Measuring Domestic Output, National Income, and the Price Level

Measuring Domestic Output, National Income, and the Price Level
1. Gross domestic product (GDP) is the total market value of all final goods/services
produced within a country in one year. GDP does NOT count in intermediate goods/services,
secondhand goods, financial transactions (e.g. stocks, bonds), transfer payments (e.g. social
security, unemployment insurance), profits/income earned by U.S. companies/individuals
2. GDP can be calculated in two ways: the amount spent to purchase this year’s output (i.e.
expenditures approach) or the money income derived from producing this year’s total output
(i.e. incomes approach).
a) expenditures approach: consumption (C) + investment (I) + government (G) + net
exports (Xn)
b) income approach: wages (W) + interest (I) + rent (R) + profit (P)
3. Price indices are used to measure price changes in the economy; they are used to compare
the prices of a given “market basket” of goods/services in one year with the prices of the
same “market basket” in another year. A price index has a base year, and the price level in
that year is given an index number of 100; the price level in all other years is expressed as a
percentage of the price level in the base year:
Price index number = current year prices x 100
base year prices
4. Nominal GDP is expressed in current dollars and is unadjusted for price changes whereas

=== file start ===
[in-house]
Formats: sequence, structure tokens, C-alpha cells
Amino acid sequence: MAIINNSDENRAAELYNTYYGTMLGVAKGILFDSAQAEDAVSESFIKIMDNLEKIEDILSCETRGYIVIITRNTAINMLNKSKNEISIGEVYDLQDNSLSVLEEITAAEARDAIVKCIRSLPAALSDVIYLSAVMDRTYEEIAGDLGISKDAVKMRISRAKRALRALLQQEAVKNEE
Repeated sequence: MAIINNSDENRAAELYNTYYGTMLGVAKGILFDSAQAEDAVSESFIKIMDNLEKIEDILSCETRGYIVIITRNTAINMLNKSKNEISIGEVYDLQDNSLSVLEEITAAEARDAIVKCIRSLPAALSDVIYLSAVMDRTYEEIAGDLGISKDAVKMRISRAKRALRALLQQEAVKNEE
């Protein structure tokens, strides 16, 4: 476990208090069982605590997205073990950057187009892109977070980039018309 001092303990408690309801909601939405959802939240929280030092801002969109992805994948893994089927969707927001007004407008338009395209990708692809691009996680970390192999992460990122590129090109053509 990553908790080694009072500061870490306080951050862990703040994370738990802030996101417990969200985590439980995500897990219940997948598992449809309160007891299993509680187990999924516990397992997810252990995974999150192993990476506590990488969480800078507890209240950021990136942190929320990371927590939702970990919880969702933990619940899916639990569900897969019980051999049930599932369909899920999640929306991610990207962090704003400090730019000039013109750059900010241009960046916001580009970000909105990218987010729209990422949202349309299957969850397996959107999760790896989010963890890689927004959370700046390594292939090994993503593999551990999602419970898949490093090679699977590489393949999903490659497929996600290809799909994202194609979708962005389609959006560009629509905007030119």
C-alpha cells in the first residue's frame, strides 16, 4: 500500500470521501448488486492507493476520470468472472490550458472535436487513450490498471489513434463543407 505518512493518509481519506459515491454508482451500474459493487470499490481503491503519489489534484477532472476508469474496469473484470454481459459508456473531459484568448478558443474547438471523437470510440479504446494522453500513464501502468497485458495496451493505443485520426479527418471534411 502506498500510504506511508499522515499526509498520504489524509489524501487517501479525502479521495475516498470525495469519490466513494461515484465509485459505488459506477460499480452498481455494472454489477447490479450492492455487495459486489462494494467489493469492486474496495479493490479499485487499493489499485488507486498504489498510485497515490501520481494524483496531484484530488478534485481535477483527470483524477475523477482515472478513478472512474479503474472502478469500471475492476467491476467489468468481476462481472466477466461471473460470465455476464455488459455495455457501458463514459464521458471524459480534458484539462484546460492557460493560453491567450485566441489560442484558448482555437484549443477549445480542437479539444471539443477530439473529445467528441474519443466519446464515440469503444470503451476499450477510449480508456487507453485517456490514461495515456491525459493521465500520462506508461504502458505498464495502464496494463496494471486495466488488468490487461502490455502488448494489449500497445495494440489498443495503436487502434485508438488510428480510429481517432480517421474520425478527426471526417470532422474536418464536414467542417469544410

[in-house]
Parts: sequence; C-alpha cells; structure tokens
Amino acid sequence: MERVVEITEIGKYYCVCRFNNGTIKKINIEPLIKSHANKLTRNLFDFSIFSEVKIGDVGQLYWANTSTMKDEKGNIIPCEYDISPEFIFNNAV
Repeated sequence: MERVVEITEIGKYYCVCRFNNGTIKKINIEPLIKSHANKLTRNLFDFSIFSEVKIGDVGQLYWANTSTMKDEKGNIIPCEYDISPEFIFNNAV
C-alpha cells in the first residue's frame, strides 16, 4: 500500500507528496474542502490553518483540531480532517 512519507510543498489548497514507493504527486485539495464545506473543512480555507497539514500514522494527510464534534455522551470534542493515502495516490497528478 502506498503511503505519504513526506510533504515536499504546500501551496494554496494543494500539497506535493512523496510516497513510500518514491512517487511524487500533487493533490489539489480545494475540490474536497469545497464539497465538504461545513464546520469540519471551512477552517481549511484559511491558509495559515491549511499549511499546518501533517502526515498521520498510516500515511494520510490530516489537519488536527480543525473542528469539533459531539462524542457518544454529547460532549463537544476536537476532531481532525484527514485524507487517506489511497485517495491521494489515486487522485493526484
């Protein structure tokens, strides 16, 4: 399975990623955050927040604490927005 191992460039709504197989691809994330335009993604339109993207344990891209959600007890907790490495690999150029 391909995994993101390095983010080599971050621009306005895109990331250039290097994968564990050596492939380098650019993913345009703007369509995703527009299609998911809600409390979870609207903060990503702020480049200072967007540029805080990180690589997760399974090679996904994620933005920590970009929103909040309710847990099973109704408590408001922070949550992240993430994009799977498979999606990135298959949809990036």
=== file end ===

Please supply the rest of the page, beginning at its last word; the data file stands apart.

real GDP deflated or inflated for price-level changes. As a formula:
Real GDP =
nominal GDP_______
price index (in hundredths)
5. Inflation is a rising general level of prices whereas deflation is a falling general level of
6. The inflation rate is calculated by the consumer price index (CPI) which measures the
prices of a market basket of 300 consumer goods/services purchased by a typical urban
Inflation Rate=
CPI2 – CPI 1
7. Nominal income includes wages, interest, rent, and profit received in current dollars whereas
real income measures the amount of goods/services nominal income can buy. As an
% change in real income = % change in nominal income - % change in price level
8. While inflation reduces the purchasing power of the dollar (i.e. the amount of
goods/services each dollar will buy), it does not necessarily decrease a person’s real income
if nominal income rises with the price level. Unanticipated inflation will hurt the following
groups: those on fixed incomes, savers, and lenders.
9. The nominal interest rate includes the real rate of interest (the % increase in purchasing
power which the borrower pays the lender for the privilege of borrowing) and the expected
rate of inflation. As a formula:
Nominal interest rate = expected rate of inflation + real rate of interest
If the nominal interest rate is 10% based upon an expected rate of inflation of 4%, the real
rate of interest is 6%. If actual inflation is less than 4%, the lender gains and if the actual rate
is greater than 4% the borrower gains purchasing power.
10. Three types of inflation include creeping, galloping, and hyperinflation.